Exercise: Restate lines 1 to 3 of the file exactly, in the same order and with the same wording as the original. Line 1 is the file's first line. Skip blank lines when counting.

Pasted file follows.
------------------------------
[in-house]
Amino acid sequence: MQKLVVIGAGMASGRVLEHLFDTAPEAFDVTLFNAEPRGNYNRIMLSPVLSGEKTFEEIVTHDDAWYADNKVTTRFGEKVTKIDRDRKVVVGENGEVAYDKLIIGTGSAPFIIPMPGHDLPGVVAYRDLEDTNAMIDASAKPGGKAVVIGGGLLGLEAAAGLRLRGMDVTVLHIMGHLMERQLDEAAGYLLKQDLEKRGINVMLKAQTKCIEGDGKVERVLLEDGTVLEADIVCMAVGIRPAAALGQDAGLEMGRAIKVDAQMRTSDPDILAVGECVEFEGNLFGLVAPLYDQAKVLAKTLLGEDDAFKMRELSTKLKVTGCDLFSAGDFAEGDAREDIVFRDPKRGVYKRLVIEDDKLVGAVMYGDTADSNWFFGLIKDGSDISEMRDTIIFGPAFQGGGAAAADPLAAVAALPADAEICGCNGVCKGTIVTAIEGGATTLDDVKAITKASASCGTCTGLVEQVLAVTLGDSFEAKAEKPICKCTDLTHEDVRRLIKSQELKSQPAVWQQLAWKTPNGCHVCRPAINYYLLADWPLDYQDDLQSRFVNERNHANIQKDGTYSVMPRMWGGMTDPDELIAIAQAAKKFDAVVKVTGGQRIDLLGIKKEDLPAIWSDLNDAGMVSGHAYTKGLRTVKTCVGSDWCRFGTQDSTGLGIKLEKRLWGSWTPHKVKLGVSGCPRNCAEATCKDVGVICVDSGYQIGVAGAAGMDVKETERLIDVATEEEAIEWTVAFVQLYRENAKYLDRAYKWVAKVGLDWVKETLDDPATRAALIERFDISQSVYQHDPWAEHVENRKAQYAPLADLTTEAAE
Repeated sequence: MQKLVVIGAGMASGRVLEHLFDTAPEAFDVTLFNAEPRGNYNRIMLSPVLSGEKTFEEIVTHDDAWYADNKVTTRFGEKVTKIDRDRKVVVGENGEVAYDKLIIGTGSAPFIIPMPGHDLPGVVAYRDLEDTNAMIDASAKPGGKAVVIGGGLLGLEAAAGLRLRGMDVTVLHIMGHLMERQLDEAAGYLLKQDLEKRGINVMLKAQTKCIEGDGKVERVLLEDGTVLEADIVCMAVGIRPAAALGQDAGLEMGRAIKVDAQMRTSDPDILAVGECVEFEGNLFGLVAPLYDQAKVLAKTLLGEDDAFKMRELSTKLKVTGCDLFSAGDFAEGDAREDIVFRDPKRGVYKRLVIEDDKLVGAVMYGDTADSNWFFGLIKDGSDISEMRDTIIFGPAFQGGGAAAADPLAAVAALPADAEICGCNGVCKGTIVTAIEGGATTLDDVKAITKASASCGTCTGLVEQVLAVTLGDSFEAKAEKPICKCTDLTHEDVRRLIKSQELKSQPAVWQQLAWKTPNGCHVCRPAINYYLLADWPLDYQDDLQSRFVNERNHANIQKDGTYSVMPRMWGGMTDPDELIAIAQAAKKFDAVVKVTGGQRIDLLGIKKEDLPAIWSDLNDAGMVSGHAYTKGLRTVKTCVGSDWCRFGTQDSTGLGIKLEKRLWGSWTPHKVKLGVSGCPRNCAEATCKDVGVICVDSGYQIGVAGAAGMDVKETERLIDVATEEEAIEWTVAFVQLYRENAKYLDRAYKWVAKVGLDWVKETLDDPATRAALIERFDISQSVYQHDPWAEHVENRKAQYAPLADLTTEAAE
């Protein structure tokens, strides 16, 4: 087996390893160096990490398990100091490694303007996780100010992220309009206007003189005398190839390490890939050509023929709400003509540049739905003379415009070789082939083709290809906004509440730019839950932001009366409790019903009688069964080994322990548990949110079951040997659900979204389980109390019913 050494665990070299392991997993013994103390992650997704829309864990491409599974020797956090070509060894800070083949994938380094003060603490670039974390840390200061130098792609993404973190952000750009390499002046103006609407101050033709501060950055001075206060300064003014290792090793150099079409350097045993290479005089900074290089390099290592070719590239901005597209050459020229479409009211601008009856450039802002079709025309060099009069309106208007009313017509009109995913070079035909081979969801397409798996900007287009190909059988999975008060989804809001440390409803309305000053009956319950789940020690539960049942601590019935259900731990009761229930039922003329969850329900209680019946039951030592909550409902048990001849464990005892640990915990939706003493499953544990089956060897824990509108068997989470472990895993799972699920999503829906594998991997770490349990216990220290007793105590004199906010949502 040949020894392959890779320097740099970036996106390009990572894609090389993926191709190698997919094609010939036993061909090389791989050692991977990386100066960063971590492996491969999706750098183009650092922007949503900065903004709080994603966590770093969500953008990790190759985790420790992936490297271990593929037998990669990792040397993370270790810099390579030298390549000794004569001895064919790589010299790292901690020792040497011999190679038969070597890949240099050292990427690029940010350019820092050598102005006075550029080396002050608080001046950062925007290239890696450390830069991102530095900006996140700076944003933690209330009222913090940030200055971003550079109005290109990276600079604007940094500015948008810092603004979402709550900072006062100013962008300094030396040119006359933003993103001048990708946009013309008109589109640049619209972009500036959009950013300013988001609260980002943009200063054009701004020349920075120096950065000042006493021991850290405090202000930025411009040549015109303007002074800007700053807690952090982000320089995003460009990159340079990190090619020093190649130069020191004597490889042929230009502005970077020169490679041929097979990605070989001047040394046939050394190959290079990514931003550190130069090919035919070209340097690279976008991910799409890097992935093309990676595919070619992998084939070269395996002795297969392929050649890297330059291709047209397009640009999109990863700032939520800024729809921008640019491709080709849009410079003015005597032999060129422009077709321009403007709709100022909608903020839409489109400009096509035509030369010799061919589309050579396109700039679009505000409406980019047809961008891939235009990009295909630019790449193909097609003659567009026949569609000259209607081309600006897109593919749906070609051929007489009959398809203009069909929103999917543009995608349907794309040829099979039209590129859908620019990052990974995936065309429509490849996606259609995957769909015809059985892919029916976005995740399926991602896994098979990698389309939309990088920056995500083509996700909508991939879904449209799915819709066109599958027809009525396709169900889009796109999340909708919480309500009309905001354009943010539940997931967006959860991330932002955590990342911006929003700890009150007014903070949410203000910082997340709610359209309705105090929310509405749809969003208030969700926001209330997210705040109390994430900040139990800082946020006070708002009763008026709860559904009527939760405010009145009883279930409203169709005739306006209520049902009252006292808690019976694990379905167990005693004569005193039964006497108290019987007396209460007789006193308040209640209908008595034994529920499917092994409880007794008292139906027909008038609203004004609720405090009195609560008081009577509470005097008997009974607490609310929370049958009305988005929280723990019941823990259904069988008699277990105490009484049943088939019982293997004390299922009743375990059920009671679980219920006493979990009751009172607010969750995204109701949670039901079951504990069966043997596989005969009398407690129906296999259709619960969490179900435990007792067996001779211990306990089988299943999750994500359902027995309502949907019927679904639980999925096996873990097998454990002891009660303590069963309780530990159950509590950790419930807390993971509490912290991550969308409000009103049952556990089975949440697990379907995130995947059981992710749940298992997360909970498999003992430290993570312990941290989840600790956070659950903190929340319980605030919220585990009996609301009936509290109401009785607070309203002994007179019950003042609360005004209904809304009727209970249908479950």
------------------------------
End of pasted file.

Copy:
[in-house]
Amino acid sequence: MQKLVVIGAGMASGRVLEHLFDTAPEAFDVTLFNAEPRGNYNRIMLSPVLSGEKTFEEIVTHDDAWYADNKVTTRFGEKVTKIDRDRKVVVGENGEVAYDKLIIGTGSAPFIIPMPGHDLPGVVAYRDLEDTNAMIDASAKPGGKAVVIGGGLLGLEAAAGLRLRGMDVTVLHIMGHLMERQLDEAAGYLLKQDLEKRGINVMLKAQTKCIEGDGKVERVLLEDGTVLEADIVCMAVGIRPAAALGQDAGLEMGRAIKVDAQMRTSDPDILAVGECVEFEGNLFGLVAPLYDQAKVLAKTLLGEDDAFKMRELSTKLKVTGCDLFSAGDFAEGDAREDIVFRDPKRGVYKRLVIEDDKLVGAVMYGDTADSNWFFGLIKDGSDISEMRDTIIFGPAFQGGGAAAADPLAAVAALPADAEICGCNGVCKGTIVTAIEGGATTLDDVKAITKASASCGTCTGLVEQVLAVTLGDSFEAKAEKPICKCTDLTHEDVRRLIKSQELKSQPAVWQQLAWKTPNGCHVCRPAINYYLLADWPLDYQDDLQSRFVNERNHANIQKDGTYSVMPRMWGGMTDPDELIAIAQAAKKFDAVVKVTGGQRIDLLGIKKEDLPAIWSDLNDAGMVSGHAYTKGLRTVKTCVGSDWCRFGTQDSTGLGIKLEKRLWGSWTPHKVKLGVSGCPRNCAEATCKDVGVICVDSGYQIGVAGAAGMDVKETERLIDVATEEEAIEWTVAFVQLYRENAKYLDRAYKWVAKVGLDWVKETLDDPATRAALIERFDISQSVYQHDPWAEHVENRKAQYAPLADLTTEAAE
Repeated sequence: MQKLVVIGAGMASGRVLEHLFDTAPEAFDVTLFNAEPRGNYNRIMLSPVLSGEKTFEEIVTHDDAWYADNKVTTRFGEKVTKIDRDRKVVVGENGEVAYDKLIIGTGSAPFIIPMPGHDLPGVVAYRDLEDTNAMIDASAKPGGKAVVIGGGLLGLEAAAGLRLRGMDVTVLHIMGHLMERQLDEAAGYLLKQDLEKRGINVMLKAQTKCIEGDGKVERVLLEDGTVLEADIVCMAVGIRPAAALGQDAGLEMGRAIKVDAQMRTSDPDILAVGECVEFEGNLFGLVAPLYDQAKVLAKTLLGEDDAFKMRELSTKLKVTGCDLFSAGDFAEGDAREDIVFRDPKRGVYKRLVIEDDKLVGAVMYGDTADSNWFFGLIKDGSDISEMRDTIIFGPAFQGGGAAAADPLAAVAALPADAEICGCNGVCKGTIVTAIEGGATTLDDVKAITKASASCGTCTGLVEQVLAVTLGDSFEAKAEKPICKCTDLTHEDVRRLIKSQELKSQPAVWQQLAWKTPNGCHVCRPAINYYLLADWPLDYQDDLQSRFVNERNHANIQKDGTYSVMPRMWGGMTDPDELIAIAQAAKKFDAVVKVTGGQRIDLLGIKKEDLPAIWSDLNDAGMVSGHAYTKGLRTVKTCVGSDWCRFGTQDSTGLGIKLEKRLWGSWTPHKVKLGVSGCPRNCAEATCKDVGVICVDSGYQIGVAGAAGMDVKETERLIDVATEEEAIEWTVAFVQLYRENAKYLDRAYKWVAKVGLDWVKETLDDPATRAALIERFDISQSVYQHDPWAEHVENRKAQYAPLADLTTEAAE